S D Burman knew which voice would fit which song, which instruments would capture the mood of the song perfectly, which situation demanded what kind of music… simply put, he knew the pulse of the audience. From path-breaking club songs Tadbeer se bigdi hui in Baazi (1951) to the best adaptation of the Bengali kirtan in Hindi Aaj sajan mohe ang lagaa lo in Pyaasa (1957), he used the dulcet voice of Geeta Dutt to traverse the entire spectrum of film music.
From the passionate romantic beckoning of Hemant Kumar’s Yeh raat yeh chandni phir kahaan (Jaal, 1952) to the fun and frothy Kishore Kumar in Mere sapnon ki rani kab aayegi tu in Aradhana (1969); from fully exploiting Geeta Dutt’s Bhaav-gayaki in the immortal Waqt ne kiya kya haseen sitam in Kaagaz Ke Phool (1959) to Lata Mangeshkar’s classical Piya tose naina laage re in Guide (1965); from Asha Bhosle’s melancholic yearning in Kaali ghata chhaye mora jiya tarsaaye in Sujata (1959) to Rafi’s intense Dekhi zamaane ki yaari in Kaagaz Ke Phool in the same year, S D Burman’s impeccable choice of voice made these songs become the benchmarks of Hindi film music. “Her (Geeta Dutt’s) collaboration with SD Burman in films such as Do Bhai, Baazi, Pyaasa and Kaagaz Ke Phool remain at a special pedestal and encompass all the possible genres and emotions in music,” says AK, the writer on music in his article Geeta Dutt’s best songs by SD Burman.
Piya tose naina laage re ~ Lata Mangeshkar
S D Burman had the uncanny knack to simplify complex compositions into hummable super hit numbers that topped the charts. For instance, for Hai apna dil to awara in Solva Saal, S D Burman insisted on Hemant Kumar to playback for Dev Anand much to the chagrin of director Raj Khosla who wanted to sing it himself! (Raj Khosla also wanted to sing ‘Yeh raat yeh chandini’ in Jaal.) The song topped the ’58 Binaca Geetmala charts, after staying there for almost a year irrespective of the fact that the film did not do well at the box-office. Music lovers still marvel at the innovative orchestration in this song, especially the use of the harmonica played by RD Burman.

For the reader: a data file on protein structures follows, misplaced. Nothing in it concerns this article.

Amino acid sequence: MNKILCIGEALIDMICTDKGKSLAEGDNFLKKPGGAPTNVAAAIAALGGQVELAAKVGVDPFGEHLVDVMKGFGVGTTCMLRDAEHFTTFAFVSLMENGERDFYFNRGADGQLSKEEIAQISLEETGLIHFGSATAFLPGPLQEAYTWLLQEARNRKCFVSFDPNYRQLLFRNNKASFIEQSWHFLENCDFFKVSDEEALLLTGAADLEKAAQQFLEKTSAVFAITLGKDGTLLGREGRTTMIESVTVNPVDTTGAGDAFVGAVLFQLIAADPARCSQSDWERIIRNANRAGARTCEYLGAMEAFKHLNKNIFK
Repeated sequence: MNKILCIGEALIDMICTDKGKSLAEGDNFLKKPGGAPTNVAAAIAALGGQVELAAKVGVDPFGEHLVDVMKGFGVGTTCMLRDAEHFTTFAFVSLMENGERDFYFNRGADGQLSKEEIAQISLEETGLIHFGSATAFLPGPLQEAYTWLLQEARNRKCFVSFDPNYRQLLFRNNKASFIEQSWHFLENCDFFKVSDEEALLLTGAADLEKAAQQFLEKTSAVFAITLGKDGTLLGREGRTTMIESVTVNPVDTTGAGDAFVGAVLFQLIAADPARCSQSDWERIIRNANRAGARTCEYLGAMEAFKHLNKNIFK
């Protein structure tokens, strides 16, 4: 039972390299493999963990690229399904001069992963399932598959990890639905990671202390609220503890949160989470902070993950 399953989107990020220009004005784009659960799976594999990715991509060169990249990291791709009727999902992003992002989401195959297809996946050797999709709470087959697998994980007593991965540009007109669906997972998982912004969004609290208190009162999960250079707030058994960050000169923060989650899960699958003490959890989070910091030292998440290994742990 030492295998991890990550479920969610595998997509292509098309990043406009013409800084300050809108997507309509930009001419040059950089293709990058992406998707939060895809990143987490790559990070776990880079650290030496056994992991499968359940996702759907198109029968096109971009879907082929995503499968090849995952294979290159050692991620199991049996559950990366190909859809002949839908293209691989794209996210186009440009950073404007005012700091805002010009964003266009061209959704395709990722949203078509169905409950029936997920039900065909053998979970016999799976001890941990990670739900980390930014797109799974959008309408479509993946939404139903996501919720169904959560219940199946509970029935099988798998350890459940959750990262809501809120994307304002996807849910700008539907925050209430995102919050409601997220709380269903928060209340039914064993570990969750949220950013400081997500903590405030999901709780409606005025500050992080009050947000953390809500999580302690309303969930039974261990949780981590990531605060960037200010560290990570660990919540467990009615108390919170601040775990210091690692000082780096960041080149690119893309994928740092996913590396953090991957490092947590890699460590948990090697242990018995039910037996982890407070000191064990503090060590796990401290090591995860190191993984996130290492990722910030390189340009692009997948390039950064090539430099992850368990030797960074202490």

Says Moti Lalwani, “He used minimum instruments to achieve maximum sweetness in his songs. For background music/climax music, where music directors used 50 to 75 to 100 musicians, Dada used only one instrument at least twice I know of, in Kala Pani (1958) and in Bandini (1963).”
Hai apna dil to awara – Sohlva Saal (1958)
The chart-busting Tadbeer se bigdi hui taqdeer bana le in Guru Dutt’s directorial debut Baazi (1951) had S D Burman turning a ghazal by Sahir Ludhianvi into a sensual club song much to the chagrin of the famed lyricist-poet. However, the ploy worked as Baazi proved a hit on the strength of that song alone. For the young singer Geeta Roy, the song was the turning point where “Geeta Roy’s vivacity was matched every inch by Geeta Bali on-screen”.
Says Manek Premchand, author of Romancing the Song and several other popular books on music and cinema, “Sadly for me, Dada Burman passed away much before I got the feeling I must examine him from close range. His style of planning, rehearsing, state of finickiness…or want of it. For here was a man who completely lived on another planet…one inhabited by instruments and tunes. It is becoming more and more clear to me with the passage of time, that all Dada wanted was some words and some voice to project his music forward. He created a very unique mood with his tunes, regardless of whether he was composing for a ghazal or nazm, rejecting set ideas of how they should be tuned and rendered. Even most film composers did not risk things here. But Dada Burman? He was perhaps saying, “Read my lips”, which is a nice way to say, “Let me do it my way”. It is for this reason that he composed ghazals so differently, sometimes tinged with humour too. This one from Funtoosh is an example. A dashing Dev Anand, snubbing a wannabe boyfriend to the ravishing Sheila Ramani, and I wonder if Sahir did not die smiling about his poetry here! Consider the song’s calmness, when melody was Queen–nay Goddess! Consider the divinity in Kishore and Asha’s vocals too. But don’t forget to notice the “haiya ho, haiya”. What a ghazal!